will provoke such an antipathetic reaction, so the dolls are traded on
eBay — where the most life-like models fetch more than 7,000 each — and
at reborn fairs.
of the rest of the family How do Karen’s husband Ian, 43, a company
director, and son Daniel, 12, view the hobby that encroaches on their
Daniel’s bedroom is
next to the nursery. Karen has named one of the reborns — the only one
she made herself — after her son. ‘He was mortified!’ she cries.
shows me her son’s alter ego, perpetually frozen in time, aged six
weeks, in denim dungarees and striped socks. ‘I’m really pleased with
how my boy has come out,’ she says, cradling his head and inhaling his
distinctive baby-powder scent.
Real-life Daniel, meanwhile, is a charming adolescent, his hair gelled, who wears a Superman sweat shirt and likes guitars.
When I ask him what he thinks of his reborn namesake, he rolls his eyes. ‘I just put up with the dolls,’ he says. ‘It’s not as if I have to see them or interact with them. I’d hate that. I try to ignore them. Most of the time the nursery door stays closed and I just walk past it.’
Ian has been married to Karen, who has a part-time catering job, for 19 years and for more than half their marriage — since 1999 — she has been collecting reborns.
Karen and Ian even share the marital bedroom with a crib containing two reborns, one of which — a particularly weedy specimen called Dylan — is premature.
‘A lot of people don’t like him,’ says Karen. ‘They think he looks like a little old man. But I had to have him. His face has character. And look at his cute little legs!’
Designer wardrobe: Karem buys lots of clothes for her Reborns… but resents it when people ask her if they are for her grandchildren
She peels off his Babygro to reveal
stick-like limbs. Karen persuaded Ian to buy Dylan — who is formed in
the image of a baby born about 12 weeks early and weighs around 3lb —
for her as last year’s Christmas present: he cost 150.
most expensive doll was 300, although those she and Erin have made —
because of the painstaking hours of skilful work invested in them — are
‘I like the fact that Karen and Erin have an interest to share, but it is a little strange,’ says Ian with studied understatement. ‘I know people who think it’s unsettling, but I’d describe my attitude as indifferent.’
Karen’s parents are far more caustic. Her mother Ann, 71, was horrified when Karen spent the money she’d been given by her parents for her birthday on a 70 baby changing unit.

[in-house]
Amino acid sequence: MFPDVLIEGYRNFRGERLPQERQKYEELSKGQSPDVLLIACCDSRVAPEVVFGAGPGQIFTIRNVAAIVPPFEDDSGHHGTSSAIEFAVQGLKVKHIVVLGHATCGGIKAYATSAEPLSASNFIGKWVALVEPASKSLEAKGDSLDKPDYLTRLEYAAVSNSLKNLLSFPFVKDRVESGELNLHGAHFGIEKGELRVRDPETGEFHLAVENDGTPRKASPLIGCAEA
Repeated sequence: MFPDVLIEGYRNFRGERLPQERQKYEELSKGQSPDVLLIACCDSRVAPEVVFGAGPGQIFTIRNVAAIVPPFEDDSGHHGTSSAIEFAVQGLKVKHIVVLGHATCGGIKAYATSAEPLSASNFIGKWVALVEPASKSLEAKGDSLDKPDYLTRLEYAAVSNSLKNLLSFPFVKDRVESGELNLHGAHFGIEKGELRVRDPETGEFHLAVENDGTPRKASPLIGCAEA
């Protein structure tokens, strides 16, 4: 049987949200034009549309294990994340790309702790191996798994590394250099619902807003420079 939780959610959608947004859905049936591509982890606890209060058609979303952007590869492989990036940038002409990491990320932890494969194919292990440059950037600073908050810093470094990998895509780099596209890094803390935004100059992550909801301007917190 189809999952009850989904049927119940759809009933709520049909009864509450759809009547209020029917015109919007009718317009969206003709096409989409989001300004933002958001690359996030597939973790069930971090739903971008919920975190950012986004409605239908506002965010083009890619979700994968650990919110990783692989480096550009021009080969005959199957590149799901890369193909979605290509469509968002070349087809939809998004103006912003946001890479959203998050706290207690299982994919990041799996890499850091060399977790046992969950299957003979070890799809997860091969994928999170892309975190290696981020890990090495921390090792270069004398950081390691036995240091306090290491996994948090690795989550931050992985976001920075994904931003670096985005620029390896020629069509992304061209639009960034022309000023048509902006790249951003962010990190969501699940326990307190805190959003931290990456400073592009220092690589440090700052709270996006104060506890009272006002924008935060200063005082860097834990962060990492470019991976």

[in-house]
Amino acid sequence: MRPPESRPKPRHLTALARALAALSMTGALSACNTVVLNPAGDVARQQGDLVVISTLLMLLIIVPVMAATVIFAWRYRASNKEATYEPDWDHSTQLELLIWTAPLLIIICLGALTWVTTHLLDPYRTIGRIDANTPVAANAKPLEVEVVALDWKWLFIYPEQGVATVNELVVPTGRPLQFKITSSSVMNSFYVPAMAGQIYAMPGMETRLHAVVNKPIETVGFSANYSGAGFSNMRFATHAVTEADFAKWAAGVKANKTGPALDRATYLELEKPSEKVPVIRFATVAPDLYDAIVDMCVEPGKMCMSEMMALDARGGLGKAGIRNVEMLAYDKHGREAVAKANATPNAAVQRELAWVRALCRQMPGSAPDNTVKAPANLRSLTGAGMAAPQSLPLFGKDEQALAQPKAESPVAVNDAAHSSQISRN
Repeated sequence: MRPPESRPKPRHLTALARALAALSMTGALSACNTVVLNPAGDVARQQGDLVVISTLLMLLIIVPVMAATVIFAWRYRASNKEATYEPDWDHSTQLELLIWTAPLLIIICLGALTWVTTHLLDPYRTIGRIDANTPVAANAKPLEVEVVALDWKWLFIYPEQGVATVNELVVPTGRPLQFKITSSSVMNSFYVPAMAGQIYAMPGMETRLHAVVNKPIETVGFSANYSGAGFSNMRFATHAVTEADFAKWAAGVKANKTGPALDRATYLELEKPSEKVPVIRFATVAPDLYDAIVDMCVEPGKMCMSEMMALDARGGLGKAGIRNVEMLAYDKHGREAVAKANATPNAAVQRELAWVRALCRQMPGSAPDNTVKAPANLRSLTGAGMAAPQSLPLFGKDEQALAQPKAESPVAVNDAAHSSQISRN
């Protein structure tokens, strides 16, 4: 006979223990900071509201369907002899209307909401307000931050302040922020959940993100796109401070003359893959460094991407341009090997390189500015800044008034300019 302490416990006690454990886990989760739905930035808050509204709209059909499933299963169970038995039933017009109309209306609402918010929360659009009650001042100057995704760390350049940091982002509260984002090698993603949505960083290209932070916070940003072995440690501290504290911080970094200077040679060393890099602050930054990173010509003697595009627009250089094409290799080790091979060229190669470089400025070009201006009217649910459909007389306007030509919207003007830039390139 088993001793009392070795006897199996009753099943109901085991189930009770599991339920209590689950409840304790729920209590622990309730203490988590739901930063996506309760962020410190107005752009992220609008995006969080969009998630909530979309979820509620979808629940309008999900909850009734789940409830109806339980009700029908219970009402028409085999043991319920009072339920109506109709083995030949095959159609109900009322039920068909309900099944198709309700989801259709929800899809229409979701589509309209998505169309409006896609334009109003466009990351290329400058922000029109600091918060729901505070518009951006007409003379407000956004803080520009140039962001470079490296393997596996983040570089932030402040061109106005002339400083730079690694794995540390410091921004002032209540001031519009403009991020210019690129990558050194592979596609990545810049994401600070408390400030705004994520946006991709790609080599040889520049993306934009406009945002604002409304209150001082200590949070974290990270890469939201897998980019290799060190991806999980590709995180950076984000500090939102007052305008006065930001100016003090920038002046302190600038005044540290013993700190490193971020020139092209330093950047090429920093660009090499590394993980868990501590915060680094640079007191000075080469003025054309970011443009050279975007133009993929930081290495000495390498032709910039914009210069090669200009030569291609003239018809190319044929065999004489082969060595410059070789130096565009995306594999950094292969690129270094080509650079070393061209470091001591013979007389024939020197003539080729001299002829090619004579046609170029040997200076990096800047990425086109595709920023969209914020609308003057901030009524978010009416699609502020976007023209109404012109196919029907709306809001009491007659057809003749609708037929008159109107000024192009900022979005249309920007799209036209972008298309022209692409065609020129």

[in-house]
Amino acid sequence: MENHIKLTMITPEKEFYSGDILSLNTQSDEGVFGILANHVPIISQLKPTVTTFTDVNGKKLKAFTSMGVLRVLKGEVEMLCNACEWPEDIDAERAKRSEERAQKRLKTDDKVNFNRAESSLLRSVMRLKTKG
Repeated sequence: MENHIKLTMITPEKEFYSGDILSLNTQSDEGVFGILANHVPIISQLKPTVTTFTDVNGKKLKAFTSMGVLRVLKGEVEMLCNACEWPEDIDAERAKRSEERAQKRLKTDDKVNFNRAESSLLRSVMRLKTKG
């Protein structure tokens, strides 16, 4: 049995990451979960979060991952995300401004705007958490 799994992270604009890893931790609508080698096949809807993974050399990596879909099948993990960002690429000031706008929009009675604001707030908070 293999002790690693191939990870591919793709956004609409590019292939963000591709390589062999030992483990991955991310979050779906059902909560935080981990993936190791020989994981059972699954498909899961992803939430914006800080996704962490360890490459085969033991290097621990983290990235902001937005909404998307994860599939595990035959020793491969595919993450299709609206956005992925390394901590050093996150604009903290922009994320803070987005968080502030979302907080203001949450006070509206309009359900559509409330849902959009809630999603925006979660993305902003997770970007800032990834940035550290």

‘She said, “Oh for goodness sake! You’re not throwing away your money on that,” ’ recalls Karen. ‘She can’t understand the whole doll thing. My dad is exactly the same. Whenever I buy a new one he says, “Not another bloody doll!” ’
A 'reborn' doll recently sold in the UK for 11,000
There is no apparent psychological
reason that underpins Karen’s reborn obsession; no unresolved yearning
or loss. Except for her dolls, she is a typical affluent, middle-class
wife and mum.
She has two
delightful children — Erin is studying for A-levels — and has no
immediate desire for grandchildren. She has just loved dolls since
childhood: ‘I had my first doll, a Tiny Tears, when I was a toddler.
When I had Erin I was glad she was as interested in dolls as I was.’
It was 12 years ago, when Karen was trawling the internet looking for dolls for her daughter, that she first spotted the 120 reborn that inspired her to begin her collection.
Although Karen considers herself merely a collector, there are women, she concedes, who use the dolls to assuage sorrow; either because they are empty-nesters or, more tragically, have lost children.
Psychologist Dr Vivian Diller knows of both women — and, more rarely, men — who have used reborns to alleviate grief. ‘People who buy a reborn doll following a miscarriage or loss of a child may be choosing a comforting, harmless way to ease the mourning process,’ she says.
‘But becoming deeply attached to a reborn doll can interfere with the acceptance of reality. The doll is not a true substitute and cannot bring back the loss.’
Dr Diller adds: ‘People who cannot let go of their attachment to the reborn doll, or collect them obsessively, can ultimately become disconnected from reality and show evidence of psychosis. It’s really a matter of degree.’
On a website Karen shows me her ideal: a reborn called Krista with flaxen hair, winsome blue eyes, a button nose and cherry lips. Krista costs 7,000. For reborners like Karen she represents an apotheosis — unless, that is, reborns become so realistic they are indistinguishable from human babies.
And if that day arrives, there is little doubt about it: Karen will covet the ultimate — nothing less than a crying, talking, sleeping walking, living doll will do.